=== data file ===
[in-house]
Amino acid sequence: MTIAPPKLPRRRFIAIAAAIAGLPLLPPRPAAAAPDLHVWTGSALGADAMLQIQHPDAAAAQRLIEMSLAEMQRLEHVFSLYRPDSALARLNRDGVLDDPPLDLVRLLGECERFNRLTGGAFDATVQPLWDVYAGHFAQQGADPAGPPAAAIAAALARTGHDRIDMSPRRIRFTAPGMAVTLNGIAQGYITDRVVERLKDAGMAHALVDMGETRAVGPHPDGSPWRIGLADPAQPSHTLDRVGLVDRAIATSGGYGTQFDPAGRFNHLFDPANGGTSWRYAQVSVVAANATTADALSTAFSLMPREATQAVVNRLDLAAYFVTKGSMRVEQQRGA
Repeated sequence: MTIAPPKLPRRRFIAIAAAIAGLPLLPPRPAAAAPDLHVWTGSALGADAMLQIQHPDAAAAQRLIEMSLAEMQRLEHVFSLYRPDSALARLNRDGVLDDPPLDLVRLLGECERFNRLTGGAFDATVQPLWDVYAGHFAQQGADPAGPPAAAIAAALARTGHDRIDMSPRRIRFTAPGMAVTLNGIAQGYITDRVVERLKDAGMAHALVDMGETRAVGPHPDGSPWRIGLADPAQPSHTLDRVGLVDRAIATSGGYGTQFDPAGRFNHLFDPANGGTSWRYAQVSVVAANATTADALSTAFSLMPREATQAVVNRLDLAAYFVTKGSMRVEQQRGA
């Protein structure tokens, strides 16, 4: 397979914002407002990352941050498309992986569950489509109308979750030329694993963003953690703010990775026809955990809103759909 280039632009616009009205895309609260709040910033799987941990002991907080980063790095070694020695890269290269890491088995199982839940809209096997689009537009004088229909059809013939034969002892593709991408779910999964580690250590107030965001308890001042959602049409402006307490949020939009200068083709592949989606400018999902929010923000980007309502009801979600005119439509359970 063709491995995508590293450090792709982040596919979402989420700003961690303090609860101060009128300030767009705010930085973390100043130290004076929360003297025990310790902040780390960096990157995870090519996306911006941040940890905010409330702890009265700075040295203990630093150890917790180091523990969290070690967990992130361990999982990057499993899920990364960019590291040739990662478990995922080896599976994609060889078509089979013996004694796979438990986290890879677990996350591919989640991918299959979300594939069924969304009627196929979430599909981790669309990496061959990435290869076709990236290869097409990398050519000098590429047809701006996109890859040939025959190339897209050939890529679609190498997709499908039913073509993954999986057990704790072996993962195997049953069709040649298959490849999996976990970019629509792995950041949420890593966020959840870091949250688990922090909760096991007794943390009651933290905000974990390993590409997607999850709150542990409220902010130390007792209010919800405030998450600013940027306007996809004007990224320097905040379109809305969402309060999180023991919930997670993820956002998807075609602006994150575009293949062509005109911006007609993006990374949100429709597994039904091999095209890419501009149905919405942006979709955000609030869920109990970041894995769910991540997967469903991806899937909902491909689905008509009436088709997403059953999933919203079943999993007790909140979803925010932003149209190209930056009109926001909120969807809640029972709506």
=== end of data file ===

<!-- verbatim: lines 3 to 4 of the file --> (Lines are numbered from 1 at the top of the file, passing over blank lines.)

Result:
Repeated sequence: MTIAPPKLPRRRFIAIAAAIAGLPLLPPRPAAAAPDLHVWTGSALGADAMLQIQHPDAAAAQRLIEMSLAEMQRLEHVFSLYRPDSALARLNRDGVLDDPPLDLVRLLGECERFNRLTGGAFDATVQPLWDVYAGHFAQQGADPAGPPAAAIAAALARTGHDRIDMSPRRIRFTAPGMAVTLNGIAQGYITDRVVERLKDAGMAHALVDMGETRAVGPHPDGSPWRIGLADPAQPSHTLDRVGLVDRAIATSGGYGTQFDPAGRFNHLFDPANGGTSWRYAQVSVVAANATTADALSTAFSLMPREATQAVVNRLDLAAYFVTKGSMRVEQQRGA
């Protein structure tokens, strides 16, 4: 397979914002407002990352941050498309992986569950489509109308979750030329694993963003953690703010990775026809955990809103759909 280039632009616009009205895309609260709040910033799987941990002991907080980063790095070694020695890269290269890491088995199982839940809209096997689009537009004088229909059809013939034969002892593709991408779910999964580690250590107030965001308890001042959602049409402006307490949020939009200068083709592949989606400018999902929010923000980007309502009801979600005119439509359970 063709491995995508590293450090792709982040596919979402989420700003961690303090609860101060009128300030767009705010930085973390100043130290004076929360003297025990310790902040780390960096990157995870090519996306911006941040940890905010409330702890009265700075040295203990630093150890917790180091523990969290070690967990992130361990999982990057499993899920990364960019590291040739990662478990995922080896599976994609060889078509089979013996004694796979438990986290890879677990996350591919989640991918299959979300594939069924969304009627196929979430599909981790669309990496061959990435290869076709990236290869097409990398050519000098590429047809701006996109890859040939025959190339897209050939890529679609190498997709499908039913073509993954999986057990704790072996993962195997049953069709040649298959490849999996976990970019629509792995950041949420890593966020959840870091949250688990922090909760096991007794943390009651933290905000974990390993590409997607999850709150542990409220902010130390007792209010919800405030998450600013940027306007996809004007990224320097905040379109809305969402309060999180023991919930997670993820956002998807075609602006994150575009293949062509005109911006007609993006990374949100429709597994039904091999095209890419501009149905919405942006979709955000609030869920109990970041894995769910991540997967469903991806899937909902491909689905008509009436088709997403059953999933919203079943999993007790909140979803925010932003149209190209930056009109926001909120969807809640029972709506």